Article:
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Hemiplegia is paralysis of one side of the body vertically; meaning the arm and leg on one side of the body are paralyzed. Hemiplegia cerebral palsy occurs as a result of brain damage to the movement centers of the brain.

Whichever side of the brain is affected, the opposite side of the body is paralyzed. Therefore, if the right side of the brain is damaged, the left arm and leg are paralyzed. It is more common for the arm to be affected than the leg.

The ends of the limbs — the hands and feet — have more problems than the rest of the limbs.

Spasticity is the most common form of hemiplegia. Muscles don't develop properly because of the spasticity, the affected side has reduced range of movement and the joints grow increasingly stiff.

Signs and Symptoms of Hemiplegia

According to Clinical Perinatology, congenital hemiplegia is the most common form of cerebral palsy in children who are born at term. The primary cause of the hemiplegia is stroke in the fetus or newborn. The stroke often results from an occluded or blocked artery which interrupts the flow of blood to the brain. This type of occlusion also is the most common cause of stroke in the elderly.

A study was done in the Kaiser Permanente Medical Care Program of northern California of 200,000 children born between 1997 and 2000. The number of babies born with hemiplegia was 20 of the 200,000. The researchers also used imaging of the brain to see areas of damage. Some of the risk factors they found for hemiplegia and cerebral palsy in newborns were:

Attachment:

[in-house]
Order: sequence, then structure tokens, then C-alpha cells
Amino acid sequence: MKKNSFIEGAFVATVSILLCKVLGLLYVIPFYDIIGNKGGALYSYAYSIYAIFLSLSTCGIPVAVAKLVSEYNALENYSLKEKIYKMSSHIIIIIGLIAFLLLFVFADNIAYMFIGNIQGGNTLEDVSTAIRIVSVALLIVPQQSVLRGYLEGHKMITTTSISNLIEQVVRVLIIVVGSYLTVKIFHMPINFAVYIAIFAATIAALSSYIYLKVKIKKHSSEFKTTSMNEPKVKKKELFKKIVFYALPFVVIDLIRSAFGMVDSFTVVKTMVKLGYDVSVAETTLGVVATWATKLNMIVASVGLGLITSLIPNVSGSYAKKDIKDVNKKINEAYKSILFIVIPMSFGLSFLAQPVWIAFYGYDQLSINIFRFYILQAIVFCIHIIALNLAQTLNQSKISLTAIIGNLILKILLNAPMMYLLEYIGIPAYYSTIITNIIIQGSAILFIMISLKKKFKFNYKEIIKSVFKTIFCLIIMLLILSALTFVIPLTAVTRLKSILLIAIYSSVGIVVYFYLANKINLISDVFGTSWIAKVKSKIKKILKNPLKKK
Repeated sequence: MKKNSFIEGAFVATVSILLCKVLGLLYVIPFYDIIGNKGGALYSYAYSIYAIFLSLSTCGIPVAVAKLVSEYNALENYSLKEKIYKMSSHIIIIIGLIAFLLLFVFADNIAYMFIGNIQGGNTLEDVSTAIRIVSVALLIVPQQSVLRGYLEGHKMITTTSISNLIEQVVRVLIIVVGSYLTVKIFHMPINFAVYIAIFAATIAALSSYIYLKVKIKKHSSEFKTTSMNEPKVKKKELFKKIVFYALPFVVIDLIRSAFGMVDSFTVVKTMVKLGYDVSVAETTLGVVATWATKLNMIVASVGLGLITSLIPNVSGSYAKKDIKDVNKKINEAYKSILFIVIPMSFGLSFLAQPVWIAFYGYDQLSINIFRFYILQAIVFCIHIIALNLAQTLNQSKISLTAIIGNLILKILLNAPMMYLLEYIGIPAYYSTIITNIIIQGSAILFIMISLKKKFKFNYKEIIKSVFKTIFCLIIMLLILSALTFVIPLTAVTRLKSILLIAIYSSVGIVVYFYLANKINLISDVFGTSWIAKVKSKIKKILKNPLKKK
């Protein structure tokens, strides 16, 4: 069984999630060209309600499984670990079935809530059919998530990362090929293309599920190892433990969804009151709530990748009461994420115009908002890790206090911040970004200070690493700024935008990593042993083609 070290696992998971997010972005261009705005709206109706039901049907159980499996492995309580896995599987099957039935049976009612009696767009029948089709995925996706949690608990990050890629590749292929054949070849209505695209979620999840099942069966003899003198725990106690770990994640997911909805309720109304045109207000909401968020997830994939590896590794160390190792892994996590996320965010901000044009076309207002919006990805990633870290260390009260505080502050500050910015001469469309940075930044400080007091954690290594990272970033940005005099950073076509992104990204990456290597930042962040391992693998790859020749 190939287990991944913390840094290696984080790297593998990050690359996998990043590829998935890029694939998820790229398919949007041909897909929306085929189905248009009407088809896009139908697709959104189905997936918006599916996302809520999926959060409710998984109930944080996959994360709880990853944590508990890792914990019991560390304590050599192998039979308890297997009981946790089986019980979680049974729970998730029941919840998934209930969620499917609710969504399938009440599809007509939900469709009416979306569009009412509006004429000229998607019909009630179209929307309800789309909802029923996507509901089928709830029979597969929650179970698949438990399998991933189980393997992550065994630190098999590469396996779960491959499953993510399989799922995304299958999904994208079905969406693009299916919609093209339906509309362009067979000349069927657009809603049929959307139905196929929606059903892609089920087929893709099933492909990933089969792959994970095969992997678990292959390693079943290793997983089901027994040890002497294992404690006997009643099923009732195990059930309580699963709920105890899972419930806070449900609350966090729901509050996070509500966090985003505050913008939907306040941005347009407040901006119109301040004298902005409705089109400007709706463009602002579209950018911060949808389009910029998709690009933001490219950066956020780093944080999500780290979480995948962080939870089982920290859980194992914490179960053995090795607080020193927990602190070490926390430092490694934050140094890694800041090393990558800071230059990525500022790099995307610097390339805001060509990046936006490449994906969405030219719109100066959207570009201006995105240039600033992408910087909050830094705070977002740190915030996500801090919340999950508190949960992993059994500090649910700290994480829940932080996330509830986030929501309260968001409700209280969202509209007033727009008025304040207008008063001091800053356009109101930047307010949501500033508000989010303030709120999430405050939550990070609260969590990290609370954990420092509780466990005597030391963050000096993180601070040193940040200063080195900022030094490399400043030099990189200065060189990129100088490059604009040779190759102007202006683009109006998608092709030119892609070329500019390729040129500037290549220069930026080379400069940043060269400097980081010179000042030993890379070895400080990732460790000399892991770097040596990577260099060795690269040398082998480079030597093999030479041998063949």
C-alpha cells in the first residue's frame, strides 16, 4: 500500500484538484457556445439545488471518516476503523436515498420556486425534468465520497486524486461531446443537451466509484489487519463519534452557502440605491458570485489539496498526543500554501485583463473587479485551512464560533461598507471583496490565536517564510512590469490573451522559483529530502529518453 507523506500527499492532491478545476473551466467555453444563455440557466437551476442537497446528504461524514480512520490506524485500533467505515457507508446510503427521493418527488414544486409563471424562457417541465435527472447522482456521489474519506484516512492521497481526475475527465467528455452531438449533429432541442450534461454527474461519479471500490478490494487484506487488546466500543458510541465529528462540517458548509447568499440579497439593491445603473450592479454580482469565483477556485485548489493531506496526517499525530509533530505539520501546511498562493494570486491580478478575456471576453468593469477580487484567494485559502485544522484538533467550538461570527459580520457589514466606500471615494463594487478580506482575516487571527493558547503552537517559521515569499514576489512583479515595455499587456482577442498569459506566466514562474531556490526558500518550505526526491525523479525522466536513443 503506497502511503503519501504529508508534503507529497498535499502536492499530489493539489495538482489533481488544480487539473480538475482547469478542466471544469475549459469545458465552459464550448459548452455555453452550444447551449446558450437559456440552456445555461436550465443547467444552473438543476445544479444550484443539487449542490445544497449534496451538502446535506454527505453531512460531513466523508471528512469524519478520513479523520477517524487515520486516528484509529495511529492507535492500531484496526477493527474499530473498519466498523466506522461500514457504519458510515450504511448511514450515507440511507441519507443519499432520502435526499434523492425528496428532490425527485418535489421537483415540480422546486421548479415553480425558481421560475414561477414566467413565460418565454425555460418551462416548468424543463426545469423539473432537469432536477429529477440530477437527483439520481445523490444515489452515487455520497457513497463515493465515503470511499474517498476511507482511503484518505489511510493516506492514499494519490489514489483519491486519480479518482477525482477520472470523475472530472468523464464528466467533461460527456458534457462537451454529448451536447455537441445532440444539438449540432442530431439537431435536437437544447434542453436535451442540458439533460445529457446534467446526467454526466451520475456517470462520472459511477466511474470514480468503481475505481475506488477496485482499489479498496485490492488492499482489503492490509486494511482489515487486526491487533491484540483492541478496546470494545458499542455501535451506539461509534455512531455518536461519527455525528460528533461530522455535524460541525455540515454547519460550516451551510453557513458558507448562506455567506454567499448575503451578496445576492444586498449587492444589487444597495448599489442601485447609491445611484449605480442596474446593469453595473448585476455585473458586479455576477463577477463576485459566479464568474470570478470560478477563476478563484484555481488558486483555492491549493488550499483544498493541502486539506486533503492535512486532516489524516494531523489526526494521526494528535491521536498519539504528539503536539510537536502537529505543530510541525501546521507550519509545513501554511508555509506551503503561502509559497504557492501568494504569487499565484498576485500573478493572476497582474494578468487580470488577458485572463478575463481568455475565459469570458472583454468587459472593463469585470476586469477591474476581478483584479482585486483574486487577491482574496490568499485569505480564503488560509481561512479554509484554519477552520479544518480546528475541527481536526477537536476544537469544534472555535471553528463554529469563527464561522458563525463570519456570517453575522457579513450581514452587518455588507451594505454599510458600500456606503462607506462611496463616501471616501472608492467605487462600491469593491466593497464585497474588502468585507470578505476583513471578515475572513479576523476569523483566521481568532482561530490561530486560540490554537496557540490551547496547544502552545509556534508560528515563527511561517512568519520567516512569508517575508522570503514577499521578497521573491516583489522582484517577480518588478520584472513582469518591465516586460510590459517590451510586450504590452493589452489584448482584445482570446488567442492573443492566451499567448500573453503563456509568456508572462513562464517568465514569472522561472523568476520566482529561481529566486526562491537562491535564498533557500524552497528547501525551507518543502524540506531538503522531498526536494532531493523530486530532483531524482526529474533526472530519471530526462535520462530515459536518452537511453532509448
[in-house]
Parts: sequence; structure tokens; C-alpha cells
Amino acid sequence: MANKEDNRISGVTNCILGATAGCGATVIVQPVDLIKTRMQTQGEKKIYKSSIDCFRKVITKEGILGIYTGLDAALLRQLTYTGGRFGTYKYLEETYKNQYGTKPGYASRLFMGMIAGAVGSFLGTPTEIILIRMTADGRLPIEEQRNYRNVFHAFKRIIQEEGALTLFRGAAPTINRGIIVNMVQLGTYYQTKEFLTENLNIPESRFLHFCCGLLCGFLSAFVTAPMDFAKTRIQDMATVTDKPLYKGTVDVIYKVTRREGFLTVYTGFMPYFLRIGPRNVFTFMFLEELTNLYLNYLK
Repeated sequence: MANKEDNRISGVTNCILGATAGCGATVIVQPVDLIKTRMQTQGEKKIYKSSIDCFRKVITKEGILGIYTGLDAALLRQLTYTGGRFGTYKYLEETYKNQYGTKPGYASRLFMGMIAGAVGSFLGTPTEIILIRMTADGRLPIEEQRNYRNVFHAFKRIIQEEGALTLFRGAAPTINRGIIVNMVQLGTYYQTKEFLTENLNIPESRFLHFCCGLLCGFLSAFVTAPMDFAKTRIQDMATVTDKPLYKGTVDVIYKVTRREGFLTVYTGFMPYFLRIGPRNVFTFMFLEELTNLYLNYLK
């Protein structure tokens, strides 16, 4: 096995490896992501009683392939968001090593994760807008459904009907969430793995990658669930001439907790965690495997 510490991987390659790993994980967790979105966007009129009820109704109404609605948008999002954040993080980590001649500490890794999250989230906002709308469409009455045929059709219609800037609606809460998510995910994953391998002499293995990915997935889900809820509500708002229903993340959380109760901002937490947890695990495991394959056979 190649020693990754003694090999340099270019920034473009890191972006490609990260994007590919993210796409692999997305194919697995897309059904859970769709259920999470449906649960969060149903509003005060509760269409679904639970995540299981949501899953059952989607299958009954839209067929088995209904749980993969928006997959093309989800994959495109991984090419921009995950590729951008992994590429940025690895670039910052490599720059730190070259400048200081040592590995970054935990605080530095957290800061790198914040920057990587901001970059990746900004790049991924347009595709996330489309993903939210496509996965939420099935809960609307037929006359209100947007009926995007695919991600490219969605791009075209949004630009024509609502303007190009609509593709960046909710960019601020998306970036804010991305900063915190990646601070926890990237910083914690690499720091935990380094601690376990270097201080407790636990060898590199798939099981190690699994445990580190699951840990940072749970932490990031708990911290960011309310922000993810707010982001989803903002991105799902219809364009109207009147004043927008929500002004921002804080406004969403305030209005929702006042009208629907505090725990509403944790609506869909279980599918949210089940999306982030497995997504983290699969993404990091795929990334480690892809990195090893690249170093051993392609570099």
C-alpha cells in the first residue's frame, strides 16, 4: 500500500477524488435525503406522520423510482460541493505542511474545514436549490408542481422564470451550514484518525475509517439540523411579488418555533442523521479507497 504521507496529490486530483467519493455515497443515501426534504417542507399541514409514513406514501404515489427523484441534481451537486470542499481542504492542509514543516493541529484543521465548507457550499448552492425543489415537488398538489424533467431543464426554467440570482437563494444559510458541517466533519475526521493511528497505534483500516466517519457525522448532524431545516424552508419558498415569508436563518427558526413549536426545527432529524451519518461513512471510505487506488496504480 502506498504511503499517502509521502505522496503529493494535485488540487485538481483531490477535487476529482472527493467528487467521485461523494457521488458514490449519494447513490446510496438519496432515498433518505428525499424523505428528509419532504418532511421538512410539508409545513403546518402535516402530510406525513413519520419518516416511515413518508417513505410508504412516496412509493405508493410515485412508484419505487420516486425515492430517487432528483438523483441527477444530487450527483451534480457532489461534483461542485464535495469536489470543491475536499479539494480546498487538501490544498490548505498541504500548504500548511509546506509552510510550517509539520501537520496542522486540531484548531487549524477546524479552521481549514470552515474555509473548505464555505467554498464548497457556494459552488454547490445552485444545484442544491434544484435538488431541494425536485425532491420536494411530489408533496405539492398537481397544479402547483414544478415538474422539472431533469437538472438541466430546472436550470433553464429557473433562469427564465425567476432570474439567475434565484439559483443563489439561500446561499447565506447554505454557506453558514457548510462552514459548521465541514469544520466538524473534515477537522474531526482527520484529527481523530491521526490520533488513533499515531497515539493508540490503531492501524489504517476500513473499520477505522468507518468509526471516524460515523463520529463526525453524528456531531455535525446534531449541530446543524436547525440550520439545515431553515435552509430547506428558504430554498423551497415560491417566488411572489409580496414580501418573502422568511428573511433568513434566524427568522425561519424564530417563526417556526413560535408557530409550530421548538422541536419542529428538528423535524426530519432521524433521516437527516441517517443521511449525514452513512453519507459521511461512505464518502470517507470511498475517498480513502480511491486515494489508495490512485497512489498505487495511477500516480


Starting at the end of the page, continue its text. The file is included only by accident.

• First born children
  • Children born to mothers with a history of preeclampsia or infertility
  • Emergency cesarean section
  • Prolonged rupture of membranes
  • Prolonged second stage labor
  • Vacuum extraction

The researchers found risk factors specific to the newborns were heart anomalies, inflammation of the placenta, and umbilical cord abnormalities.

Children with hemiplegia have problems with:

  • Fine motor skills such as writing or using a scissors
  • Walking and balance
  • Muscles on one side of the body being stiff and weak
  • Seizures
  • Reaching developing milestones, such as rolling over, sitting up, crawling, smiling, reaching for an object and turning the head towards a noise
  • About a quarter of children with spastic hemiplegia have an IQ below 70, according to the Children's Hemiplegia and Stroke Association

Help for Parents

If your child is diagnosed with cerebral palsy, you might be eligible for compensation to pay for expensive treatments and care. To learn more, contact our cerebral palsy attorneys today.